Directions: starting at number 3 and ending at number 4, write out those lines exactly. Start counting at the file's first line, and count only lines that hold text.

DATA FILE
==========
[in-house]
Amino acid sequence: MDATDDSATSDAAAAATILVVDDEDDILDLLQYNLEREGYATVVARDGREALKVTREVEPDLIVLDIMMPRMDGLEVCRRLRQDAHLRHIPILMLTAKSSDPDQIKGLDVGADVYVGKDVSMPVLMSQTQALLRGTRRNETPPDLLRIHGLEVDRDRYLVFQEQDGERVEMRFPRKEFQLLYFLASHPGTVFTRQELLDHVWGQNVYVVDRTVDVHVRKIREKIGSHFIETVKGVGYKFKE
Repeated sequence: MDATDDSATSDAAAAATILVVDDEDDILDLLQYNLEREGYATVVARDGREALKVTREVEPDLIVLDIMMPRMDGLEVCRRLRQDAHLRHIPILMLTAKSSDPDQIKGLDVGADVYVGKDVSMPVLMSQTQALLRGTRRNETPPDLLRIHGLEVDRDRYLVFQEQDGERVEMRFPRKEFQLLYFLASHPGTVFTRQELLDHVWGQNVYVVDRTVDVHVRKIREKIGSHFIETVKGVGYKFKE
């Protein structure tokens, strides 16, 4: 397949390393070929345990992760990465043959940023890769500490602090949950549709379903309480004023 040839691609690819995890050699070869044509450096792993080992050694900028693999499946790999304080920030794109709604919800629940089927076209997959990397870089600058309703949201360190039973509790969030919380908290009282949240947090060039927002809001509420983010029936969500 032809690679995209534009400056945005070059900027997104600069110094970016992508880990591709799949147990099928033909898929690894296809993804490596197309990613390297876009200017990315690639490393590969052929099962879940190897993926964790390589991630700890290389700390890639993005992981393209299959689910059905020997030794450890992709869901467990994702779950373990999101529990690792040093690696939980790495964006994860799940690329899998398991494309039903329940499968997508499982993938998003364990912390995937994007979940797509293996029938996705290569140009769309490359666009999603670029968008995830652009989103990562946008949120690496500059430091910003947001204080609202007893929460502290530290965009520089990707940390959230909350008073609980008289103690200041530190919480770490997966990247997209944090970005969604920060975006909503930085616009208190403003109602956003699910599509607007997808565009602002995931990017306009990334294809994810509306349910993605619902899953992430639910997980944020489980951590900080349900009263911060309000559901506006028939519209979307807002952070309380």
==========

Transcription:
Repeated sequence: MDATDDSATSDAAAAATILVVDDEDDILDLLQYNLEREGYATVVARDGREALKVTREVEPDLIVLDIMMPRMDGLEVCRRLRQDAHLRHIPILMLTAKSSDPDQIKGLDVGADVYVGKDVSMPVLMSQTQALLRGTRRNETPPDLLRIHGLEVDRDRYLVFQEQDGERVEMRFPRKEFQLLYFLASHPGTVFTRQELLDHVWGQNVYVVDRTVDVHVRKIREKIGSHFIETVKGVGYKFKE
């Protein structure tokens, strides 16, 4: 397949390393070929345990992760990465043959940023890769500490602090949950549709379903309480004023 040839691609690819995890050699070869044509450096792993080992050694900028693999499946790999304080920030794109709604919800629940089927076209997959990397870089600058309703949201360190039973509790969030919380908290009282949240947090060039927002809001509420983010029936969500 032809690679995209534009400056945005070059900027997104600069110094970016992508880990591709799949147990099928033909898929690894296809993804490596197309990613390297876009200017990315690639490393590969052929099962879940190897993926964790390589991630700890290389700390890639993005992981393209299959689910059905020997030794450890992709869901467990994702779950373990999101529990690792040093690696939980790495964006994860799940690329899998398991494309039903329940499968997508499982993938998003364990912390995937994007979940797509293996029938996705290569140009769309490359666009999603670029968008995830652009989103990562946008949120690496500059430091910003947001204080609202007893929460502290530290965009520089990707940390959230909350008073609980008289103690200041530190919480770490997966990247997209944090970005969604920060975006909503930085616009208190403003109602956003699910599509607007997808565009602002995931990017306009990334294809994810509306349910993605619902899953992430639910997980944020489980951590900080349900009263911060309000559901506006028939519209979307807002952070309380």